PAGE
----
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Hoheria Growing Guide
There are five species of hoheria which all originate from New Zealand. Some are deciduous (H. glabrata, H. lyallii) but all the other species and their cultivars and hybrids are evergreen (H. angustifolia, H. populnea, H. sexstylosa).
They grow in the wild in forests or on forest edges and alongside streams.
All have white flowers in clusters which hang down from the branches of these large shrubs or small trees.
What makes hoheria so popular in gardens is that they flower profusely in July and August when very few other woody trees and shrubs are flowering apart from eucryphia which they complement. Butterflies relish hoheria flowers.
In addition they all have a graceful pendulous habit which allows them to display their scented flowers to full effect. In the West Country they are a key feature of many town and village gardens as autumn approaches.
Hoherias do not require especially fertile soil and will grow well in neutral to alkaline soils which are well drained. They like damper coastal locations.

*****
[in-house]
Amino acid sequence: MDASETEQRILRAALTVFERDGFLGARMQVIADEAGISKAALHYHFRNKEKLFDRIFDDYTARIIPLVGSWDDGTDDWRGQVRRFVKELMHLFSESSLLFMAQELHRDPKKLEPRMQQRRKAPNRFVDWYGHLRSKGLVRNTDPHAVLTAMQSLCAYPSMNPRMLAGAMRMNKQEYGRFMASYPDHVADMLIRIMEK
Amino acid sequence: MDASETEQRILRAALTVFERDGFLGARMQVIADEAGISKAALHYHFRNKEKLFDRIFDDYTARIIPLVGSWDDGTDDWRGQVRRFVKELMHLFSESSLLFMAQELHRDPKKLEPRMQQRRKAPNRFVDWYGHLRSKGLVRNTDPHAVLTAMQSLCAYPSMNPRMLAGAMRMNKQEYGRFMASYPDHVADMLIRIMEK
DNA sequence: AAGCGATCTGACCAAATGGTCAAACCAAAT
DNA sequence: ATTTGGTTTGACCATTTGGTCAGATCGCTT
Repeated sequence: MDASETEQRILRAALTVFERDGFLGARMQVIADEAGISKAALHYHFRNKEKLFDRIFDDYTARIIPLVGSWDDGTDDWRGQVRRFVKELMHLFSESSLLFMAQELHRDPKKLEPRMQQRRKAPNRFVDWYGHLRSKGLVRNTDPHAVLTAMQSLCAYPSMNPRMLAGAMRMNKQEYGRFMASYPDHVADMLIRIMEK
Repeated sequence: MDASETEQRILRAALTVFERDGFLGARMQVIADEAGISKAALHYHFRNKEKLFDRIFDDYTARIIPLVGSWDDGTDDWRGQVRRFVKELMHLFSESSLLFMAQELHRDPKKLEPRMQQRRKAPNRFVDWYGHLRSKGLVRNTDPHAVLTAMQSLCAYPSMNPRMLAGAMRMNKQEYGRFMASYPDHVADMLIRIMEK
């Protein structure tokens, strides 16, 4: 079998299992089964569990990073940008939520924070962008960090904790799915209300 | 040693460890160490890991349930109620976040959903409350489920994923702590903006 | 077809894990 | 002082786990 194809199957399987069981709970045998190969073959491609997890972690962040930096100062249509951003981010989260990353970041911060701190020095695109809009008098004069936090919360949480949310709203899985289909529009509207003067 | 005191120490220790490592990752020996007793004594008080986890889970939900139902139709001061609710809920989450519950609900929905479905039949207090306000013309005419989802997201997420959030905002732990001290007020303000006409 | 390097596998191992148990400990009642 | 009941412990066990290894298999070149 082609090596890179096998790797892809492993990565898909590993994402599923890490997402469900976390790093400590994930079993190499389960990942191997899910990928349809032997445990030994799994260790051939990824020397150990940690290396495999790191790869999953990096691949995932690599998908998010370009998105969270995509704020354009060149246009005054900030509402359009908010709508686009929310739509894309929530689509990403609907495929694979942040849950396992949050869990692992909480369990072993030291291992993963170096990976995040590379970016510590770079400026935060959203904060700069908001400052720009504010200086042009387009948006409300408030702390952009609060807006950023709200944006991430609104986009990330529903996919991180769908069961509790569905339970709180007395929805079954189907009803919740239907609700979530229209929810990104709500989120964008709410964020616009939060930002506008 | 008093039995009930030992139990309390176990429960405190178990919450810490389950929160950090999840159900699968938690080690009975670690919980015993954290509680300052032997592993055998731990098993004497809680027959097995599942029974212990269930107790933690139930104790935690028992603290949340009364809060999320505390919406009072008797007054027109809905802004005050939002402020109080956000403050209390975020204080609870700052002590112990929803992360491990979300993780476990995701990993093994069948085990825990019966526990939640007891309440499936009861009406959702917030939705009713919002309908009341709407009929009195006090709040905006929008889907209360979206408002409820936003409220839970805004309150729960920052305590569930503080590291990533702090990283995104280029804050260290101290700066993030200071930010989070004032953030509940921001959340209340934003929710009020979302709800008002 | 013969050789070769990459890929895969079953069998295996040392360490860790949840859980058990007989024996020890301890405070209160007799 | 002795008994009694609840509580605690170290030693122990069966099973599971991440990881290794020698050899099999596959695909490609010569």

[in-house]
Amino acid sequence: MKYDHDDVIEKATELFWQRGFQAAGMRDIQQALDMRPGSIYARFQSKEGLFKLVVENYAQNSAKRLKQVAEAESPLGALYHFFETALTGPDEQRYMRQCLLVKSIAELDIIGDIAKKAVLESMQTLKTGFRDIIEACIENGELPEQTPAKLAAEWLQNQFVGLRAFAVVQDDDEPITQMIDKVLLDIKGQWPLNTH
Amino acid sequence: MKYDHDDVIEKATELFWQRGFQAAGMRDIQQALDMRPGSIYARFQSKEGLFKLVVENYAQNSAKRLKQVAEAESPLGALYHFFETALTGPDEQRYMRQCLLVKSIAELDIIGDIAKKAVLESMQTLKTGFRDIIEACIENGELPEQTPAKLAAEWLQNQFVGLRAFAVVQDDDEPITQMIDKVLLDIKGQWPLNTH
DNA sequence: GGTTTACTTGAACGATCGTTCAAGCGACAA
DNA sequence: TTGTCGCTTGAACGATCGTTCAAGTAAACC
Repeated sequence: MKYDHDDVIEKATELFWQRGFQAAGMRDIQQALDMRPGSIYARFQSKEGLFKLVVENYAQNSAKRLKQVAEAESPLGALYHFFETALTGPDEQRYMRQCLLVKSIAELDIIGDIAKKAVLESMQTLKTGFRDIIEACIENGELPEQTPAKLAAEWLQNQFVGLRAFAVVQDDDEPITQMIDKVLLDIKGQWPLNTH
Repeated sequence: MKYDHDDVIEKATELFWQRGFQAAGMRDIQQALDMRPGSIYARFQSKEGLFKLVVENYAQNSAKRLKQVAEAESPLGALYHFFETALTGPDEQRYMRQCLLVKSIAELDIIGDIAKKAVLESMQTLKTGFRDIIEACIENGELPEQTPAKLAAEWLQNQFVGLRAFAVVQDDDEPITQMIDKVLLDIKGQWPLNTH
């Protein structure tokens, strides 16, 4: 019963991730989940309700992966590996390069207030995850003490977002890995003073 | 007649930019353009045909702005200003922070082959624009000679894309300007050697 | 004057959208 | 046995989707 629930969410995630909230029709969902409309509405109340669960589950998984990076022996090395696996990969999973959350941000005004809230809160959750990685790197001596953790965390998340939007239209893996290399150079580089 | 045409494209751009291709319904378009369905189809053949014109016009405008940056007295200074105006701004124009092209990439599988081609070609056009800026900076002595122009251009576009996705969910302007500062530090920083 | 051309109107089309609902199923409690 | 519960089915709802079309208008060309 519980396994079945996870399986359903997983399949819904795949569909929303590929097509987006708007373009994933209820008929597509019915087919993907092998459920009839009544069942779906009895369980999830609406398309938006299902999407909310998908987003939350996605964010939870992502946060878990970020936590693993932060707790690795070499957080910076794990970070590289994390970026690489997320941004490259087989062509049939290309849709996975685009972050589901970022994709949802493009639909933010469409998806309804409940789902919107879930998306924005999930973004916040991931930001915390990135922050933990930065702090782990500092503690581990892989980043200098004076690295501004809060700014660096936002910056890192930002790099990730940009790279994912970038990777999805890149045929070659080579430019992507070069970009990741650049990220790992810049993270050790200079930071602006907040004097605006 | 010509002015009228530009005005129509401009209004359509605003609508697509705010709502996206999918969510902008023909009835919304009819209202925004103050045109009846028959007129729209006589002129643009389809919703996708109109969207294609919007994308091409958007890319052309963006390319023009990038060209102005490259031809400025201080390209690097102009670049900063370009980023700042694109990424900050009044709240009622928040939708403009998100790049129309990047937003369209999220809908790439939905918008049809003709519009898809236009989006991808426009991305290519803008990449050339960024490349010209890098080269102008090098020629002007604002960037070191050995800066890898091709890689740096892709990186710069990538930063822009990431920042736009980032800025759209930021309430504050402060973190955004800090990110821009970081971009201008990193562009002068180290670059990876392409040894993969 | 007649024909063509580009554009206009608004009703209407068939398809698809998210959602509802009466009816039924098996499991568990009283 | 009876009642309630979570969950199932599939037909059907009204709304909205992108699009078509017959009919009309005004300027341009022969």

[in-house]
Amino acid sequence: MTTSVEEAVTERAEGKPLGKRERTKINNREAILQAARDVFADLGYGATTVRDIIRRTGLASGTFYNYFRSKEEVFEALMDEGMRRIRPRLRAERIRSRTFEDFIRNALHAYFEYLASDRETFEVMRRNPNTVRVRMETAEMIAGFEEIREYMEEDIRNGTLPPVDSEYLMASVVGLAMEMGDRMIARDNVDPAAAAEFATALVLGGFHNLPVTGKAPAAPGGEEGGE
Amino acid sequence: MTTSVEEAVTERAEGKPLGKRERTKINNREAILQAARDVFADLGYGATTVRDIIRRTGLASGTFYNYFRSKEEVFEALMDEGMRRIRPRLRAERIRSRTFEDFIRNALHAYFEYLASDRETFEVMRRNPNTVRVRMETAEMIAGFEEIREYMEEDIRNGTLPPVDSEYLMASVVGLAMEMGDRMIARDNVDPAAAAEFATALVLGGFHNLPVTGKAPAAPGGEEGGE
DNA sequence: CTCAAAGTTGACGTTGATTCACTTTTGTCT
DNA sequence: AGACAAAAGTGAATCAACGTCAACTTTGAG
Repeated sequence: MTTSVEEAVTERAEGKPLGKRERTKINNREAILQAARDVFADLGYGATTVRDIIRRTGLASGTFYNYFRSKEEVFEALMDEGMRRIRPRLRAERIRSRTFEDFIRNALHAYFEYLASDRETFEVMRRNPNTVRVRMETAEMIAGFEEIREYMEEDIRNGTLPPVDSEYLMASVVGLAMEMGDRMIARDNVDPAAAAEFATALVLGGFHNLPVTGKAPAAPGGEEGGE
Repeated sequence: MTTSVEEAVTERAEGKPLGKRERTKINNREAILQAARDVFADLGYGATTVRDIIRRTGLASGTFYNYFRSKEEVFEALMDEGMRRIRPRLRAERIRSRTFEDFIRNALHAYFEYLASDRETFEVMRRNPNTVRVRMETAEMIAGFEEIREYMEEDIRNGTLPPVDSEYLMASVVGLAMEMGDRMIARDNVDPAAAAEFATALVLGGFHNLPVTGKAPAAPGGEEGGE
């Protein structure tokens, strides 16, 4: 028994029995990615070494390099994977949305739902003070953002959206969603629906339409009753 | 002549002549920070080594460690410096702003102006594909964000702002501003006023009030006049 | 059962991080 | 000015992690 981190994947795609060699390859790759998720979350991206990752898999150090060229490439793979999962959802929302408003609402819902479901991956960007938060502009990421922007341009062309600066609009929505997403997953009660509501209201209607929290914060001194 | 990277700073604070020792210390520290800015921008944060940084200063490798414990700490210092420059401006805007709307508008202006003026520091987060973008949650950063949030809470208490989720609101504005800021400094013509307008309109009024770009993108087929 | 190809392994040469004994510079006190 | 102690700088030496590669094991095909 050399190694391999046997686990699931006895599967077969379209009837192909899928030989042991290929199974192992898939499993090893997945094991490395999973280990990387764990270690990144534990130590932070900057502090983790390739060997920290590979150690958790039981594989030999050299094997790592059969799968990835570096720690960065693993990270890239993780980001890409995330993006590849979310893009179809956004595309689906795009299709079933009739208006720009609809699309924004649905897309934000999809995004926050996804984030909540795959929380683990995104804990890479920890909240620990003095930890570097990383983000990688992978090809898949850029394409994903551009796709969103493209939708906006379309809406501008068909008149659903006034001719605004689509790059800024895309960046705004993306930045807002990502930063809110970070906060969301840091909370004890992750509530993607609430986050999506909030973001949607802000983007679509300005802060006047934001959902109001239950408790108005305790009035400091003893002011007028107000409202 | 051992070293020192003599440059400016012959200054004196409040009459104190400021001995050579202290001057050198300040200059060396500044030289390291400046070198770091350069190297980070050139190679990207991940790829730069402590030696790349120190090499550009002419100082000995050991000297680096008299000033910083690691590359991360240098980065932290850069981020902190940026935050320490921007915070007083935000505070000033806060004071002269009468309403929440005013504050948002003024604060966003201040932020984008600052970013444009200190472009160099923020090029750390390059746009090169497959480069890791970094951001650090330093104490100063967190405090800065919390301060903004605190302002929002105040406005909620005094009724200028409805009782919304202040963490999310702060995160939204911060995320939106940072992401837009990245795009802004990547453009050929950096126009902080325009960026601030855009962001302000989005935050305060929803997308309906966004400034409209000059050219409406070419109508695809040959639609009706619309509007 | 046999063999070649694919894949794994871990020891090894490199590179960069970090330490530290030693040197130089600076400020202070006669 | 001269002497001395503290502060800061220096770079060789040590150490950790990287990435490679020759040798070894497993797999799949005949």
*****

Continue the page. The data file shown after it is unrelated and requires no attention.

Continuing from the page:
They do however require good wind protection to preserve their evergreen leaves from wind damage. A good mulch around the roots is sensible but not essential.
If your garden is exposed to wind consider growing them against a sunny wall which faces south.
Pruning is unnecessary unless there is damage after a cold winter.
Seeds may be sown in the autumn in a cold frame. Semi ripe cuttings can be successfully rooted in the mist bench.
In some coastal area hoheria will self sow themselves profusely on any bare ground surrounding the plant.
Immature seedlings have juvenile leaves which are often much larger than those of the mature tree.
Our best selection of hoherias for a UK garden
Hoheria sextylosa – this is the commonest hoheria in UK gardens. Fast growing, often pendulous in habit, and handsome with innumerable small white flowers in July and August.
Hoheria sextylosa ‘Stardust’ – this is a very floriferous form with an attractive compact and upright habit.
Hoheria ‘Glory of Amlwch’ – bred in Sussex this is a hybrid between H. glabrata and H. sextylosa. It is a hardy free flowering small tree.